Properties and Benefits of Radishes: Rich in ascorbic and folic acid, vitamins B6 and B9, calcium, potassium and zinc, radishes are a nutritious and versatile vegetable, greatly appreciated in traditional cuisines around the world. Radishes (known as Raphanus sativus) come in a number of varieties. Depending on the season, they can be classified into spring, summer, fall and winter radishes. All of these varieties have different shapes, sizes and colours and can have a more or less pungent flavour. They may be red (European radishes), white (Asian radishes), pink, black or purple, either round or elongated.
If harvested early, radishes may have a slightly sweet, yet pungent flavour which only gets stronger in time. Although they are mostly known as root vegetables, meaning that the edible part is the one found underground, some dishes also require the leaves of the plant (also edible), which is why they are known as leaf vegetables as well.
A popular Chinese proverb says: ‘Eating pungent radish and drinking hot tea, let the starved doctors beg on their knees.’ As you may already know, Chinese traditional medicine has been successfully used for millennia in order to cure a wide range of medical conditions. One would automatically presume there must be some truth to these ancient recommendations. After all, scientific evidence also suggests that radishes are a pretty incredible vegetable.
With only 16 kcal/100 g, they are a safe choice for anyone struggling to reach their goal weight. But what else should you know about the nutritional value of radishes? First of all, 100 g of radish provide around 25% of the daily recommended intake of vitamin C. An incredibly effective antioxidant, vitamin C is the key to a youthful, wrinkle-free complexion because it is a crucial requisite for collagen synthesis. Moreover, the vitamin is a potent immune system booster as a result of its antimicrobial and antiviral properties.
Radishes contain decent levels of B-group vitamins as well: riboflavin (or vitamin B2), pantothenic acid (or vitamin B5), vitamin B6 and folate (or vitamin B9). B vitamins are known to help synthesize macronutrients from food (carbohydrates, fats and protein), a process which leads to nutrients being absorbed by the intestines and results in boosting energy levels.
B-group vitamins play a key role in a variety of body functions as well. For instance, they actively support nervous system health as well as contribute to digestive health. Vitamin E, also found in small amounts in radishes, is a great ally for beautiful skin.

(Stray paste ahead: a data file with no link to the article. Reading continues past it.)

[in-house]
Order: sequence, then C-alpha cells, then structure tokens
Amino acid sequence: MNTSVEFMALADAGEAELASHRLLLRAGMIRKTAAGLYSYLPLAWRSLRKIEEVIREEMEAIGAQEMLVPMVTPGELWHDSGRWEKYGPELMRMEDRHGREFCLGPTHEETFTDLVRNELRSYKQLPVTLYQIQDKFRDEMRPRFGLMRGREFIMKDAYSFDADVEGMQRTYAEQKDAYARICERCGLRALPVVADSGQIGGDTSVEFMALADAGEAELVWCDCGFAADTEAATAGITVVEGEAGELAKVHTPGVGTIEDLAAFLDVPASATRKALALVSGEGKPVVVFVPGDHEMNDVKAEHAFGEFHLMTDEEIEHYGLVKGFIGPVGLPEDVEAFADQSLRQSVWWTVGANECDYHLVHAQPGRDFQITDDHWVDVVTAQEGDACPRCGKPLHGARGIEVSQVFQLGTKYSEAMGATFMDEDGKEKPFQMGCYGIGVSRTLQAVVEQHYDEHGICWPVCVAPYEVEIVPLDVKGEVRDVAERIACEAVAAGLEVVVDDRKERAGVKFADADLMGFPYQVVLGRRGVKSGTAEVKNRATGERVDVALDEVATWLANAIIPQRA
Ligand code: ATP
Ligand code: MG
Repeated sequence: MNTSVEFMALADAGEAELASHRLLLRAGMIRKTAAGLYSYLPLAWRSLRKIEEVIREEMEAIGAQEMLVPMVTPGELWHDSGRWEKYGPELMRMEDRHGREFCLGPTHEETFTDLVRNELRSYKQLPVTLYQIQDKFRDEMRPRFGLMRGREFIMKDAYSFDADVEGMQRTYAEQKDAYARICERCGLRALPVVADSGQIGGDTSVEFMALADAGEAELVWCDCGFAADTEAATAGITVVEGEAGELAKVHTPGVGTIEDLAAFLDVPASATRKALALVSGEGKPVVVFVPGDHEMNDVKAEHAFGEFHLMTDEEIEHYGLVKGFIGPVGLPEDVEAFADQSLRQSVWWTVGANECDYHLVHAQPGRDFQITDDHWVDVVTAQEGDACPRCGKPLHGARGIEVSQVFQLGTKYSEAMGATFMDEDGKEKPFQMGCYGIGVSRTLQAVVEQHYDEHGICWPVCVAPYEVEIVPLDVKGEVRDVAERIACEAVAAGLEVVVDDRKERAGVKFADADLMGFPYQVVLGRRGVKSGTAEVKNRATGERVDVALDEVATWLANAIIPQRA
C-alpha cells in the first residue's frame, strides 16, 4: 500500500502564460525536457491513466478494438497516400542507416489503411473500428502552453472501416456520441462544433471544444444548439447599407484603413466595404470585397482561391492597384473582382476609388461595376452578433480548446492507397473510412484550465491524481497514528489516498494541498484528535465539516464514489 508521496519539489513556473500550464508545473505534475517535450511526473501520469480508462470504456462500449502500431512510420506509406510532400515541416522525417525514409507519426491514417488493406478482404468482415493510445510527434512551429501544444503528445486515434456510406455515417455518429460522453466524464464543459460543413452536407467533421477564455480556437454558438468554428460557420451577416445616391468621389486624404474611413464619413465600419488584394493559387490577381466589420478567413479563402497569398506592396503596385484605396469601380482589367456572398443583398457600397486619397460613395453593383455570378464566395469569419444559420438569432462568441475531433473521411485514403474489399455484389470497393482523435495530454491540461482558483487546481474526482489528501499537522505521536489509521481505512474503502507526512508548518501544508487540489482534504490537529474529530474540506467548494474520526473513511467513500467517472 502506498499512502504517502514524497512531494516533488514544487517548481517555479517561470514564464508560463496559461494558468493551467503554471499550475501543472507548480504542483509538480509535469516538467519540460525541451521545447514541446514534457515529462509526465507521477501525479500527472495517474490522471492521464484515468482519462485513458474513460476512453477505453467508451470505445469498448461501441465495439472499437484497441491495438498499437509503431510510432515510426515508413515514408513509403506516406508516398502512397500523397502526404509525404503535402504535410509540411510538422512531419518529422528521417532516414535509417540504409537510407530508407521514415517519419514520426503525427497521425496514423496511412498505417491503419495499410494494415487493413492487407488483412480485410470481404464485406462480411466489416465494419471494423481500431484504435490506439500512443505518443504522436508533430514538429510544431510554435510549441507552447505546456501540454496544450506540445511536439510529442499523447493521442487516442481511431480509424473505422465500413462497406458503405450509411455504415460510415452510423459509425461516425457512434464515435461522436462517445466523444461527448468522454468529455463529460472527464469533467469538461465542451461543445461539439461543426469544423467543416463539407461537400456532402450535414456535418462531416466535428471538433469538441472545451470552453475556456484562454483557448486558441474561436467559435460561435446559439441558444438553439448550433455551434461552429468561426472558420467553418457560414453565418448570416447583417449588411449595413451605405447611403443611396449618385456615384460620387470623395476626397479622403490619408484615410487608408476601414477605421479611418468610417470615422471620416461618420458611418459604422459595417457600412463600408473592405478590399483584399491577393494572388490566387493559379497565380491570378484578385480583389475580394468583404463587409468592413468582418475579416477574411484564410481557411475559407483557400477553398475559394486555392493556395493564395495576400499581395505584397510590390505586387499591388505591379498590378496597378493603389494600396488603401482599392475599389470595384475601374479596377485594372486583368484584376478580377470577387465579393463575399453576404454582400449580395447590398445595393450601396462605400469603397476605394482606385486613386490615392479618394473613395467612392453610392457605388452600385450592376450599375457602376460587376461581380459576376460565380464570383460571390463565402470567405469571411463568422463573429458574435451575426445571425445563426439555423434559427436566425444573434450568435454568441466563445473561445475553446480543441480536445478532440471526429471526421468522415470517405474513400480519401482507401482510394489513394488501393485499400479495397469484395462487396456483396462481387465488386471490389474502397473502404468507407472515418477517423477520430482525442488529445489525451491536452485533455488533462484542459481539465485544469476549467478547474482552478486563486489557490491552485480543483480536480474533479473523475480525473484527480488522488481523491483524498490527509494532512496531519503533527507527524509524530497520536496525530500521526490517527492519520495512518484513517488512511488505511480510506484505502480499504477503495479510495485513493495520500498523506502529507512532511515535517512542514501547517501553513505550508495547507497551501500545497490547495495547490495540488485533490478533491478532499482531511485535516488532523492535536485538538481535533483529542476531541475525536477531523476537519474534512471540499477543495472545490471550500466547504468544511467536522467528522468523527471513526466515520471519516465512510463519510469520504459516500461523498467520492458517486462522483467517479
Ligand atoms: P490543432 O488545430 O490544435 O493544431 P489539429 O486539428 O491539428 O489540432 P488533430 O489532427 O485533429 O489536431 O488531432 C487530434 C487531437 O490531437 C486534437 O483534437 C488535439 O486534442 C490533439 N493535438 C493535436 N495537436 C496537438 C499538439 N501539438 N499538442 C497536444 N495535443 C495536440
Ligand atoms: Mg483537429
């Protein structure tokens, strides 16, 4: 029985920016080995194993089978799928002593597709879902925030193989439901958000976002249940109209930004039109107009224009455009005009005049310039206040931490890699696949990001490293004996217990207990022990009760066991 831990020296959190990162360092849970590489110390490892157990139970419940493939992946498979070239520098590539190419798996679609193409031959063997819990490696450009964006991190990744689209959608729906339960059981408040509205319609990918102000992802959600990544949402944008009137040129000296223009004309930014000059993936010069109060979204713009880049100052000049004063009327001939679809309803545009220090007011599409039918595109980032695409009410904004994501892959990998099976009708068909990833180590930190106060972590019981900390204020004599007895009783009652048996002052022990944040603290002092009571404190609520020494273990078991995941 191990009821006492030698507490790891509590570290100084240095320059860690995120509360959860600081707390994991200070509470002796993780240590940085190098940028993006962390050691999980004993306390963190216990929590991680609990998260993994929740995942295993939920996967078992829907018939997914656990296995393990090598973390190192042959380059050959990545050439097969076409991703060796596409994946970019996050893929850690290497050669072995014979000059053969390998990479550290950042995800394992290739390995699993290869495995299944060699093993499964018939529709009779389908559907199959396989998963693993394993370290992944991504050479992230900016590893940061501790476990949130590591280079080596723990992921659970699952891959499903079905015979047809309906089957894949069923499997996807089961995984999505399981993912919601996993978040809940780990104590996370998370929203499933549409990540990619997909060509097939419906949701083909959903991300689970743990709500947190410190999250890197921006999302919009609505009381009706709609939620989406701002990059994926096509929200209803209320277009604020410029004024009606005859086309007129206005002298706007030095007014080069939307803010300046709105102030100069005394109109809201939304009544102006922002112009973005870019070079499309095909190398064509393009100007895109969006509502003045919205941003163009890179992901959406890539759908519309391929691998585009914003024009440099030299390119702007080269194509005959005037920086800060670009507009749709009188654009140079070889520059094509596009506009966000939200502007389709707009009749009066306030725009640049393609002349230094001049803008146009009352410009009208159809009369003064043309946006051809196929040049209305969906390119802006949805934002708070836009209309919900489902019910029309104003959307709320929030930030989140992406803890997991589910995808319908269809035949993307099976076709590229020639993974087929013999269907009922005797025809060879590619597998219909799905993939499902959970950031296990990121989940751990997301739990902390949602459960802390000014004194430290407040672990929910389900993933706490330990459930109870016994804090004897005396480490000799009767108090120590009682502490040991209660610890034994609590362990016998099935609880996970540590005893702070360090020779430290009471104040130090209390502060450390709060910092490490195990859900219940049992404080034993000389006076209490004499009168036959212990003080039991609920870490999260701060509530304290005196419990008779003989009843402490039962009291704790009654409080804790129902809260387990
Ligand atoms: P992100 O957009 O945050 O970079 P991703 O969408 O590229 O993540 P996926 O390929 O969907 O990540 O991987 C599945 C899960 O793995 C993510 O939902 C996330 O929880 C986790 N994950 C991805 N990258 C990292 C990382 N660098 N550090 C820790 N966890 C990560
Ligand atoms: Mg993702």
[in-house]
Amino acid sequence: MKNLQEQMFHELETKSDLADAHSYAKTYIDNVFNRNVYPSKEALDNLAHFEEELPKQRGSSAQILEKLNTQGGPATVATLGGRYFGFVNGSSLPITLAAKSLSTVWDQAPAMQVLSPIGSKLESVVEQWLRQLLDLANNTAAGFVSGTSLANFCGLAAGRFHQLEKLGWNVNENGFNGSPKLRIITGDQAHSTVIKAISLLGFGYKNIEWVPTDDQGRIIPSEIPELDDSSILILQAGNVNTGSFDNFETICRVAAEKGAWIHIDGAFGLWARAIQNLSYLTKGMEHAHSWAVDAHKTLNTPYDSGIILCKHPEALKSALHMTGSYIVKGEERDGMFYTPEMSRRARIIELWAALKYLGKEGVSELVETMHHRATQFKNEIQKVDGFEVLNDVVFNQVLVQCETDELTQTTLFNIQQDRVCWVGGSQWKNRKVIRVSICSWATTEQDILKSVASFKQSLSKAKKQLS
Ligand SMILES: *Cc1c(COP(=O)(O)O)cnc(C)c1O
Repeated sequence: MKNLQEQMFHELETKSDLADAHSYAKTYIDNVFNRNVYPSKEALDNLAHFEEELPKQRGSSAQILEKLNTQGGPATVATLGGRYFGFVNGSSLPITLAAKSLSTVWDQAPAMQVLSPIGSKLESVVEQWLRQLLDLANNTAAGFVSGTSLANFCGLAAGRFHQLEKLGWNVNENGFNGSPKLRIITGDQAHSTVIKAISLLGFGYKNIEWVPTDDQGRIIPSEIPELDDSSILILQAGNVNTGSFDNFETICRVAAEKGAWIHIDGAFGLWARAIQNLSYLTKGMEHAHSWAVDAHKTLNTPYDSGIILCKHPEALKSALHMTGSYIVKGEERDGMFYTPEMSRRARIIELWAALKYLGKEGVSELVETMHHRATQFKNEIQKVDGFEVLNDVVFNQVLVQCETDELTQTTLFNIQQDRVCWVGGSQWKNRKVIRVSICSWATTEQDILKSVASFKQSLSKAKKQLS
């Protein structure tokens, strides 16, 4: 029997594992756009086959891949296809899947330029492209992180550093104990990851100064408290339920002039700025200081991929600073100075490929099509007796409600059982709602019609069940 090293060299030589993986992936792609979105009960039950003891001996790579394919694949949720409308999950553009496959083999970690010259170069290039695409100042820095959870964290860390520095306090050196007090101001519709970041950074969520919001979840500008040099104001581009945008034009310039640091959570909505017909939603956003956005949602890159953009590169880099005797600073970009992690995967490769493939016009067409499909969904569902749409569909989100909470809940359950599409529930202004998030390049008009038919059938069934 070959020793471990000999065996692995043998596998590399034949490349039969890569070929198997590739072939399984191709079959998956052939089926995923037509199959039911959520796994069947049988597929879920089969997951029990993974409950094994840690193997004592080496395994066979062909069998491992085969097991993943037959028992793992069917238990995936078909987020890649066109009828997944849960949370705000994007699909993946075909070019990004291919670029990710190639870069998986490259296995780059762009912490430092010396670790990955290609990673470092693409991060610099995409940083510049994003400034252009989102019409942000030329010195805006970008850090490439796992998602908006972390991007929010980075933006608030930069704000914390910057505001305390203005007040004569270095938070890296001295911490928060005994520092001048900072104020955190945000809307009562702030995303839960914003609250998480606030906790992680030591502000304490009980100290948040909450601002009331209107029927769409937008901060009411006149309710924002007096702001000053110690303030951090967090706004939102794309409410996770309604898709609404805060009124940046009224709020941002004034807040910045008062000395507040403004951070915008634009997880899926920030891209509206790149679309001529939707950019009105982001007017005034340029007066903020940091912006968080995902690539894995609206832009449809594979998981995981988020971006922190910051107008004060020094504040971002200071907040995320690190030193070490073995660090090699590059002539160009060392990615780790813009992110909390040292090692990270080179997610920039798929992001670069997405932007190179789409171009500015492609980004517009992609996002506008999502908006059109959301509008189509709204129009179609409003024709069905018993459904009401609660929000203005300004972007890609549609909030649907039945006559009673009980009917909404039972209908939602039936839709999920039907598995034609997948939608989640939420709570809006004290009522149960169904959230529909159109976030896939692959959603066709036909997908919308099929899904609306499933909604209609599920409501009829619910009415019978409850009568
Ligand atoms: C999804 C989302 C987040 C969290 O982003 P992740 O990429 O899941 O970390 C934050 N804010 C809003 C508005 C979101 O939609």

In addition to this, radishes contain potassium and copper, as well as small amounts of iron, calcium, magnesium and manganese, important dietary minerals with incredible health benefits. Iron is highly recommended for people struggling with anaemia. Calcium contributes to strong bones and teeth, while magnesium is essential for calcium absorption and muscle health. Potassium regulates body fluids and blood pressure, while copper boasts antioxidant mechanisms and helps delay premature hair graying and eye discoloration.
Good to know: a high intake of calcium combined with low levels of magnesium is a risk factor for arthritis and osteoporosis. A diet rich in calcium, but low in magnesium may lead to calcium slowly collecting in soft tissues such as joints or heart valves, increasing the risk for arthritis. At the same time, this means there is little calcium for bone formation, leading to frail bones and, in time, even osteoporosis.
Last but not least, radishes contain isothiocyanates, natural compounds occurring in the Brassicales order (radishes, mustard, horseradish, Brussels sprouts, wasabi and watercress). Isothiocyanates have been found to induce programmed cell death in cancer cells (apoptosis), especially in some types of leukemia and melanoma cells that are currently resistant to chemotherapy. (For further information on the subject, you can refer to the 2010 September issue of Plant Foods for Human Nutrition).
Folk medicine also recommend eating radishes for blood cleansing as it is believed they can help eliminate toxins from the blood. All in all, it would appear that we should not underestimate the curative properties of radishes because they bring surprising health benefits and may prove to be rather amazing additions to our diet and health.